For more alternatives to Apple's Maps, head to this new section in the iTunes Store which features 13 GPS apps hand-selected by Apple.
Also on HuffPost:
Google Maps For Android Was Getting Better Than The iOS Version
<a href="http://www.theverge.com/2012/9/25/3407614/apple-over-a-year-left-on-google-maps-contract-google-maps-ios-app">Chris Ziegler of The Verge</a> recently reported that Apple pulled out of its contract with Google over a year early, which would explain why Google didn't have a standalone maps app ready to go when iOS 6 launched without Google Maps. <a href="http://www.theverge.com/2012/9/25/3407614/apple-over-a-year-left-on-google-maps-contract-google-maps-ios-app">Ziegler posits</a> that Google Maps for Android had advanced too far ahead of the iOS version of Google Maps -- and Apple wasn't pleased. "Apple apparently felt that the older Google Maps-powered Maps in iOS were falling behind Android — particularly since they didn't have access to turn-by-turn navigation, which Google has shipped on Android phones for several years," <a href="http://www.theverge.com/2012/9/25/3407614/apple-over-a-year-left-on-google-maps-contract-google-maps-ios-app">he writes</a>.
Apple Didn't Like Google Calling The Shots
<a href="http://allthingsd.com/20120926/apple-google-maps-talks-crashed-over-voice-guided-directions/">AllThingsD's John Paczkowski</a> points to Google's unwillingness to share its spoken turn-by-turn navigation data as the source of the eventual break between Google and Apple on maps in iOS. <a href="<a href="http://allthingsd.com/20120926/apple-google-maps-talks-crashed-over-voice-guided-directions/">Writes Paczkowski</a>: <blockquote>Apple pushed Google hard to provide the data it needed to bring voice-guided navigation to iOS. But according to people familiar with Google’s thinking, the search giant, which had invested massive sums in creating that data and views it as a key feature of Android, wasn’t willing to simply hand it over to a competing platform.</blockquote> <a href="http://allthingsd.com/20120926/apple-google-maps-talks-crashed-over-voice-guided-directions/">Sources also told Paczkowski</a> that Google wanted more of a hand in iOS maps than Apple was willing to let the company have. "Google [...] asked for in-app branding. Apple declined. It suggested adding Google Latitude. Again, Apple declined," according to Paczkowski. "And these became major points of contention between the two companies, whose relationship was already deteriorating for a variety of other reasons, including Apple’s concern that Google was gathering too much user data from the app."
The Timing Was Ideal For Apple, Even If It Meant A Half-Baked App
Well-sourced Apple enthusiast <a href="http://daringfireball.net/2012/09/timing_of_apples_map_switch">John Gruber speculates</a> that Apple may have given itself the upper hand by terminating is partnership with Google a year early (instead of waiting until mid-2013 for it to expire). "Apple wasn’t going to wait to negotiate until their backs were to the wall with the currently-shipping version of iOS reliant on Google Maps when the old deal expired," <a href="http://daringfireball.net/2012/09/timing_of_apples_map_switch">Gruber argues</a>. It was in Apple's best interest, he writes, to release its own Maps app with a major iOS release, rather than waiting for the Google contract to expire while a new iOS release was still being prepped. Sure, Apple's Maps are being lampooned across the web; but at least Apple got what it wanted when it wanted it. Right? ...Right?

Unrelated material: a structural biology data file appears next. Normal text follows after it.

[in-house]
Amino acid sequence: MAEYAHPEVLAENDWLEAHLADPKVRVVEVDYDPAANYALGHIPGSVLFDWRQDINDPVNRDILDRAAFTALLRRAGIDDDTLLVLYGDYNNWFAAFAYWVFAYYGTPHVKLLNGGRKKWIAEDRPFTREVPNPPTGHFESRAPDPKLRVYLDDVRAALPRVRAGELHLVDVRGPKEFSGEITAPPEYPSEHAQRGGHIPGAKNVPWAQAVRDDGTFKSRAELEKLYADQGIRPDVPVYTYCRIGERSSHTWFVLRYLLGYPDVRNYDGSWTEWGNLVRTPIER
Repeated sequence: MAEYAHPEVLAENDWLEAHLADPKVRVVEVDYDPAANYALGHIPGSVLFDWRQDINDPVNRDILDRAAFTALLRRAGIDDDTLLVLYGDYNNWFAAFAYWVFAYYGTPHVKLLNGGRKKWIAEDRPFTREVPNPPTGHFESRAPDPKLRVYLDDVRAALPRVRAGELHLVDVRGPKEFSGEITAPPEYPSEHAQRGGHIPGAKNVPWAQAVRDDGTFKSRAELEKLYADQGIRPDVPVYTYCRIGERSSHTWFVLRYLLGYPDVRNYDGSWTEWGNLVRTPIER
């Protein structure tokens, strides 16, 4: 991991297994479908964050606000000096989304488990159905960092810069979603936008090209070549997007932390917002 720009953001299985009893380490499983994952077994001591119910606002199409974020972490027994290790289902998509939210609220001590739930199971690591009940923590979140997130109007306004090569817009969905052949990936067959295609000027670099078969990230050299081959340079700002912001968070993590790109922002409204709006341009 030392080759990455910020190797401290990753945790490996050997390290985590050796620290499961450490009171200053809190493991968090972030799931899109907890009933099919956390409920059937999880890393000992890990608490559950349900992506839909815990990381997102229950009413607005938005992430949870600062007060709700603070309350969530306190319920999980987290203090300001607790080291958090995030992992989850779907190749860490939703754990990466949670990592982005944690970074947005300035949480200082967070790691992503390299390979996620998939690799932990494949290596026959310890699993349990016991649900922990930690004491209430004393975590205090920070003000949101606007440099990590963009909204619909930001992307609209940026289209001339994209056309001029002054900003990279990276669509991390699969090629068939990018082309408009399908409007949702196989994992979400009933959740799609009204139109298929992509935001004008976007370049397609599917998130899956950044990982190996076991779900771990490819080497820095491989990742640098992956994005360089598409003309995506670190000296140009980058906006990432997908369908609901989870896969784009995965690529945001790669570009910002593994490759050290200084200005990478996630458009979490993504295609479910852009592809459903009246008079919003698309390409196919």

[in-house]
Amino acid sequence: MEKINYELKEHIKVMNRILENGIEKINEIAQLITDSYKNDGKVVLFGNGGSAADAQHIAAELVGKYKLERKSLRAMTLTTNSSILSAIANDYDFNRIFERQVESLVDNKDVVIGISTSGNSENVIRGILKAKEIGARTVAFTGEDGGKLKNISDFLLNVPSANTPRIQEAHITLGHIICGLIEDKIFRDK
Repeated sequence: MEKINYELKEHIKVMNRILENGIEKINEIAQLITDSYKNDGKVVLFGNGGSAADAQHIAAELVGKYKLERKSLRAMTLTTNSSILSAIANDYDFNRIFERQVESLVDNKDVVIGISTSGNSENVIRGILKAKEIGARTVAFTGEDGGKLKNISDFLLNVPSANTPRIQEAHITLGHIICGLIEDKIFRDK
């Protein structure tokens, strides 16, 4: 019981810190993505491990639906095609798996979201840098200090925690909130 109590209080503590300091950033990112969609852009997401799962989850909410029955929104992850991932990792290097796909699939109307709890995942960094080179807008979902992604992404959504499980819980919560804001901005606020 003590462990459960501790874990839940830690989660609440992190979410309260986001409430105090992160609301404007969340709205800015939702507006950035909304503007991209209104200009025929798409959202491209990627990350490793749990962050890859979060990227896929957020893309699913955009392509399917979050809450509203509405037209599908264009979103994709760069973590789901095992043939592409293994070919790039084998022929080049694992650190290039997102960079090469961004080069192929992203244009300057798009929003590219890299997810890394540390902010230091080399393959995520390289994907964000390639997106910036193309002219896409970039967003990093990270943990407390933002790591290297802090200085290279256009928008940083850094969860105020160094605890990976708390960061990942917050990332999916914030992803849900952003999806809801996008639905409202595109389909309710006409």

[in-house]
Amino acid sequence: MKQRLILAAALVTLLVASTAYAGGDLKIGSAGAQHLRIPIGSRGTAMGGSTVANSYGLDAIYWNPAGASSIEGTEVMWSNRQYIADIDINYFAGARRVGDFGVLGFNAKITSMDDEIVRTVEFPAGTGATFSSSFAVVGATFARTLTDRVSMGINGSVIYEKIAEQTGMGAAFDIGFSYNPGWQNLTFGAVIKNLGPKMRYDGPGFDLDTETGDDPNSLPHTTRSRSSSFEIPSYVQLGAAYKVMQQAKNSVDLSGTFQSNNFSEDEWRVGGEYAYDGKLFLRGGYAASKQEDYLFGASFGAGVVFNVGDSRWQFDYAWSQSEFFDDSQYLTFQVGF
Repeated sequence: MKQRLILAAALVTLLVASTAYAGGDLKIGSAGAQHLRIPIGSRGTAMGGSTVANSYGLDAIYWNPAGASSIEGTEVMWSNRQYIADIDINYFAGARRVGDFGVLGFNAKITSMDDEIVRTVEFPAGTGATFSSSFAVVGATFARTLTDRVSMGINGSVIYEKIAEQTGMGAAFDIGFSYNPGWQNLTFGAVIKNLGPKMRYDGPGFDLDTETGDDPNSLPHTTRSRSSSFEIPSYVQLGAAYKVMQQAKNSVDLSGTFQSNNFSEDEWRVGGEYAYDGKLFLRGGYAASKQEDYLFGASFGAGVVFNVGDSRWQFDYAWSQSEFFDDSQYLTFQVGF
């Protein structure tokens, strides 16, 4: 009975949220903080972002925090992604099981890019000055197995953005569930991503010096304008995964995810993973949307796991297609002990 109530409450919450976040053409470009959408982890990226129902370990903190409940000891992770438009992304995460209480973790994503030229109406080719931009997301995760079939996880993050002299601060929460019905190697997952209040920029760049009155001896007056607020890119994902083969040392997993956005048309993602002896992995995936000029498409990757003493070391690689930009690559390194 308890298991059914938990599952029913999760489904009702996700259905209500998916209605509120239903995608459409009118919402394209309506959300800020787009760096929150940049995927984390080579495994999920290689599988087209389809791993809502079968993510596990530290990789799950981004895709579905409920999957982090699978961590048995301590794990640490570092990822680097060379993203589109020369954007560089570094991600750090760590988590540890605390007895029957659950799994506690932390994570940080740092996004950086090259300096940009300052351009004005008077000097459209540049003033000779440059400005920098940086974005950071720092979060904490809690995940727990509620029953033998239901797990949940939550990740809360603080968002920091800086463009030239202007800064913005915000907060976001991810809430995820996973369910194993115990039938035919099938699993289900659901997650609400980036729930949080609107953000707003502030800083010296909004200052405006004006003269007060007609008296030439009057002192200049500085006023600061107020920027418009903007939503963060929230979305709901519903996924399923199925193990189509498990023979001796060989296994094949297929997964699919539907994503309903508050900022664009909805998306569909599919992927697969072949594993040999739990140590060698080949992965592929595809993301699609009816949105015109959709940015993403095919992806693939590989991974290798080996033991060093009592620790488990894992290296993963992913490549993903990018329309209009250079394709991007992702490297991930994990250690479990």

Apple Wanted The Best Maps App, And It Wanted It All For Itself
<a href="http://www.slate.com/blogs/moneybox/2012/09/26/ios_6_maps_a_risky_strategy_for_apple_.html">Slate's Matthew Yglesias argues</a> that Apple dropped Google Maps in the hopes that Apple could one day offer a superior (and native) mapping service in iOS. For now, Apple is relying on its brand power to carry it through the rocky launch of its sub-par Maps app. With a little bit of luck, the company's loyal customer base will stick around long enough until Apple improves ist Maps. "[W]hat they [Apple] achieve by ending the relationship [with Google] early is a chance to some day—hopefully soon—have the very best maps experience in the world," <a href="http://www.slate.com/blogs/moneybox/2012/09/26/ios_6_maps_a_risky_strategy_for_apple_.html">writes Yglesias.</a> "Under iOS 5 they didn't have that, and as long as Apple depended on Google they were never going to have it."
Apple's Break May Have Made Life A Little Harder For Google
Although critics and users have panned the glitches in Maps' interactive Flyover feature, the 3D bird's-eye view option has also been called "<a href="http://www.nytimes.com/2012/09/27/technology/personaltech/apples-new-maps-app-is-upgraded-but-full-of-snags-review.html?pagewanted=all">stunning</a>" and "<a href="http://news.cnet.com/8301-13579_3-57517404-37/apple-maps-in-ios-6-what-you-need-to-know-faq/">lovely</a>" (when it works properly). <a href="http://bits.blogs.nytimes.com/2012/09/25/google-working-on-maps-for-iphone-ipad/">The New York Times suggests</a> that, although Google has a years-long head start on mapping applications, the company has a lot of work to do before it can offer a 3D mapping option similar to what's available on Apple's mobile Maps app. <a href="http://bits.blogs.nytimes.com/2012/09/25/google-working-on-maps-for-iphone-ipad/">From the Times</a>: "Google has 3-D images in Google Earth, which is a separate app with a separate code base from Google Maps, so it would take some time to combine the two." It seems that Google's facing a steep, rocky road as it rolls toward it release of its Google Maps iOS app, <a href="http://bits.blogs.nytimes.com/2012/09/25/google-working-on-maps-for-iphone-ipad/">which the Times predicts will be ready at he end of 2012</a>.